At 194 pages and a list price less than $22.00 [USD], there's no reason why anyone should avoid this book. Heine draws together a diverse cross-section of primary materials, from the Apostolic Fathers, Justin Martyr, and Irenaeus, to Ambrose, Augustine, and Jerome. He touches on Ephrem and the Cappadocian Fathers. He treats Origen at length (relative to his treatment of other Fathers in this book).
Despite this broad scope, Heine's book exhibits a clear structure that remains in focus throughout. As the book moves from the Fathers' reading of the Law to their treatments of the Exodus, the Prophets, and the Psalms, I found myself always aware of our location within both the canon and Christian history. His treatment of such difficult topics as allegorical vs. literal hermeneutics is nuanced and even-handed. The last major chapter, "Living in the Text" (175–91), justifies the book's rather meagre cost by itself.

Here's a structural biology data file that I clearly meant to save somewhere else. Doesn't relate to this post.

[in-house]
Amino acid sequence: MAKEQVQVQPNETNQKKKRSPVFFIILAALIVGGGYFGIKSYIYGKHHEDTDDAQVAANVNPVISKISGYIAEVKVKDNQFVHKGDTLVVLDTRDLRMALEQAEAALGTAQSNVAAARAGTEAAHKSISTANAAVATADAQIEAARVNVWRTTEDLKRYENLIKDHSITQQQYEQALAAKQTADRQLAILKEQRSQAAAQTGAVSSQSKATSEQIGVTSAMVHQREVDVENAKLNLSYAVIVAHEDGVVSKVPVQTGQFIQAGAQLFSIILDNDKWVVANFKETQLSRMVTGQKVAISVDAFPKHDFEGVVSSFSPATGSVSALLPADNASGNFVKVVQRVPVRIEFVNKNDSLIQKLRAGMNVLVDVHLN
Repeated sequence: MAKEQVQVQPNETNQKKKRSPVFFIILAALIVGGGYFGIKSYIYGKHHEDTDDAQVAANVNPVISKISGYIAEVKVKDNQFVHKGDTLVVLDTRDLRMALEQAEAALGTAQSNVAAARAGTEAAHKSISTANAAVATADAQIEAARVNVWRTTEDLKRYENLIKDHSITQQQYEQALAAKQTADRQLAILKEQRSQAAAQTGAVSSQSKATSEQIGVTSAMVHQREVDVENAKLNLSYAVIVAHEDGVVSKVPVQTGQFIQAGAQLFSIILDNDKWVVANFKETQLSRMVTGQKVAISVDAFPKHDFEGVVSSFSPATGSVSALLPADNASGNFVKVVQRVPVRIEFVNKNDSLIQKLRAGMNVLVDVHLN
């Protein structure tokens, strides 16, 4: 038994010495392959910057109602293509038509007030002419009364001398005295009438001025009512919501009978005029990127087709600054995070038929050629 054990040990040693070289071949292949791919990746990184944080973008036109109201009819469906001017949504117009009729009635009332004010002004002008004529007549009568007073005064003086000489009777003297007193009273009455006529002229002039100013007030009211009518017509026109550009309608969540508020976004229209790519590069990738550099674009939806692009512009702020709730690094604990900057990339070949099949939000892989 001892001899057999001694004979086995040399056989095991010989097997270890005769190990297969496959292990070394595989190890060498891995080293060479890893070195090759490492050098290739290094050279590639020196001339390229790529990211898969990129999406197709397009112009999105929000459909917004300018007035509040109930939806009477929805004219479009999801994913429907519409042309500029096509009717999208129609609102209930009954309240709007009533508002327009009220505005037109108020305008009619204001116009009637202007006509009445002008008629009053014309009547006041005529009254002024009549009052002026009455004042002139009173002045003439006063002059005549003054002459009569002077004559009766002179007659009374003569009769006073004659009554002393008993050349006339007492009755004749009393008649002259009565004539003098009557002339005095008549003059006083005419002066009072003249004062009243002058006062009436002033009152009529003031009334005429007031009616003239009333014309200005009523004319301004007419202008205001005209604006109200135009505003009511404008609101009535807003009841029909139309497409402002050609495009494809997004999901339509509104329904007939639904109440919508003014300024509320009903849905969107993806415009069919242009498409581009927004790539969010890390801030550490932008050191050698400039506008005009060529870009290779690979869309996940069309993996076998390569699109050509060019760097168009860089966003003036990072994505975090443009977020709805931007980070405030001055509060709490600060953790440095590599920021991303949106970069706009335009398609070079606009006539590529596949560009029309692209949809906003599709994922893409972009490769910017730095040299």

I would have liked to see some [more] explicit discussion of the Fathers' struggles (i) against the developing rabbinic expression of Judaism, and (ii) with theological and philosophical controversies arising within their ranks. But these discussions would likely have weighed down what is an otherwise clear, concise, and lucid text.
Heine has, in my view, provided the Church with a valuable sense of its past and its conviction that Israel's scriptures are its scriptures, that Israel's story is its story. He has also provided the Academy with a helpful way into the vast body of material that is the early Christians' reading of Israel's sacred traditions. Many of the writings from this material are readily available in print and online (see "English Sources for Exegetical and Homiletical Works of the Church Fathers" [195–97]), though too few of us—in the Church as well as in the Academy—are very familiar with them. Reading the Old Testament with the Ancient Church offers a helpful corrective to this problem.